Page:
In this issue

Jonathan Tobin: Defending the Right to a Jewish State

Heather Hale: Compliment your kids without giving them big heads

Megan Shauri: 10 ways you are ruining your own happiness

Carolyn Bigda: 8 Best Dividend Stocks for 2015

Kiplinger's Personal Finance editors: 7 Things You Didn't Know About Paying Off Student Loans

Samantha Olson: The Crucial Mistake 55% Of Parents Are Making At Their Baby's Bedtime

Densie Well, Ph.D., R.D. Open your eyes to yellow vegetables

The Kosher Gourmet by Megan Gordon With its colorful cache of purples and oranges and reds, COLLARD GREEN SLAW is a marvelous mood booster --- not to mention just downright delish
April 18, 2014

Rabbi Yonason Goldson: Clarifying one of the greatest philosophical conundrums in theology

Caroline B. Glick: The disappearance of US will

Megan Wallgren: 10 things I've learned from my teenagers

Lizette Borreli: Green Tea Boosts Brain Power, May Help Treat Dementia

John Ericson: Trying hard to be 'positive' but never succeeding? Blame Your Brain

The Kosher Gourmet by Julie Rothman Almondy, flourless torta del re (Italian king's cake), has royal roots, is simple to make, . . . but devour it because it's simply delicious

April 14, 2014

Rabbi Dr Naftali Brawer: Passover frees us from the tyranny of time

Greg Crosby: Passing Over Religion

Eric Schulzke: First degree: How America really recovered from a murder epidemic

Georgia Lee: When love is not enough: Teaching your kids about the realities of adult relationships

Cameron Huddleston: Freebies for Your Lawn and Garden

Gordon Pape: How you can tell if your financial adviser is setting you up for potential ruin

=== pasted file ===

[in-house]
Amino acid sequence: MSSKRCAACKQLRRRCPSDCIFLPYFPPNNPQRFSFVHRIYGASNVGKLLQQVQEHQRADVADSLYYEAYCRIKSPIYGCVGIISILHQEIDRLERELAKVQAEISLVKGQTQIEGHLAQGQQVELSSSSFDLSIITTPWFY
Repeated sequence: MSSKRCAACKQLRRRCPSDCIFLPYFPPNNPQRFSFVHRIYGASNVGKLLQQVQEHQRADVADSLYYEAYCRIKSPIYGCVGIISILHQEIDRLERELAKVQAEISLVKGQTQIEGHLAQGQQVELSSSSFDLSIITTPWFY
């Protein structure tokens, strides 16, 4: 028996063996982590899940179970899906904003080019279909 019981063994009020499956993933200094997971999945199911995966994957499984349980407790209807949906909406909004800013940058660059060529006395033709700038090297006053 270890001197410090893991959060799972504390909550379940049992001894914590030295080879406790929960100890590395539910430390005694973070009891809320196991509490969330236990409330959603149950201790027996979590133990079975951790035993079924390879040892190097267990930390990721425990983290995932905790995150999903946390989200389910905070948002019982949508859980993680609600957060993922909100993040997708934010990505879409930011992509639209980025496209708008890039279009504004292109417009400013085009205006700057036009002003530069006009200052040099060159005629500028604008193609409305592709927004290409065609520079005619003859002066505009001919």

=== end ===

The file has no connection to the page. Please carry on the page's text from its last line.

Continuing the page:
Dana Dovey: Up to 500,000 people die each year from hepatitis C-related liver disease. New Treatment Has Over 90% Success Rate

Justin Caba: Eating Watermelon Can Help Control High Blood Pressure

The Kosher Gourmet by Joshua E. London and Lou Marmon Don't dare pass over these Pesach picks for Manischewitz!

April 11, 2014

Rabbi Hillel Goldberg: Silence is much more than golden

Caroline B. Glick: Forgetting freedom at Passover

Susan Swann: How to value a child for who he is, not just what he does

Cameron Huddleston: 7 Financial Tasks You Should Tackle Right Now

Sandra Block and Lisa Gerstner: How to Profit From Your Passion

Susan Scutti: A Simple Blood Test Might Soon Diagnose Cancer

Chris Weller: Have A Slow Metabolism? Let Science Speed It Up For You

The Kosher Gourmet by Diane Rossen Worthington Whitefish Terrine: A French take on gefilte fish

April 9, 2014

Jonathan Tobin: Why Did Kerry Lie About Israeli Blame?

Samuel G. Freedman: A resolution 70 years later for a father's unsettling legacy of ashes from Dachau

Jessica Ivins: A resolution 70 years later for a father's unsettling legacy of ashes from Dachau

Kim Giles: Asking for help is not weakness

Kathy Kristof and Barbara Hoch Marcus: 7 Great Growth Israeli Stocks

Matthew Mientka: How Beans, Peas, And Chickpeas Cleanse Bad Cholesterol and Lowers Risk of Heart Disease

Sabrina Bachai: 5 At-Home Treatments For Headaches

The Kosher Gourmet by Daniel Neman Have yourself a matzo ball: The secrets bubby never told you and recipes she could have never imagined

April 8, 2014

Lori Nawyn: At Your Wit's End and Back: Finding Peace

Susan B. Garland and Rachel L. Sheedy: Strategies Married Couples Can Use to Boost Benefits

David Muhlbaum: Smart Tax Deductions Non-Itemizers Can Claim

Jill Weisenberger, M.S., R.D.N., C.D.E : Before You Lose Your Mental Edge

Dana Dovey: Coffee Drinkers Rejoice! Your Cup Of Joe Can Prevent Death From Liver Disease

Chris Weller: Electric 'Thinking Cap' Puts Your Brain Power Into High Gear

The Kosher Gourmet by Marlene Parrish A gift of hazelnuts keeps giving --- for a variety of nutty recipes: Entree, side, soup, dessert

April 4, 2014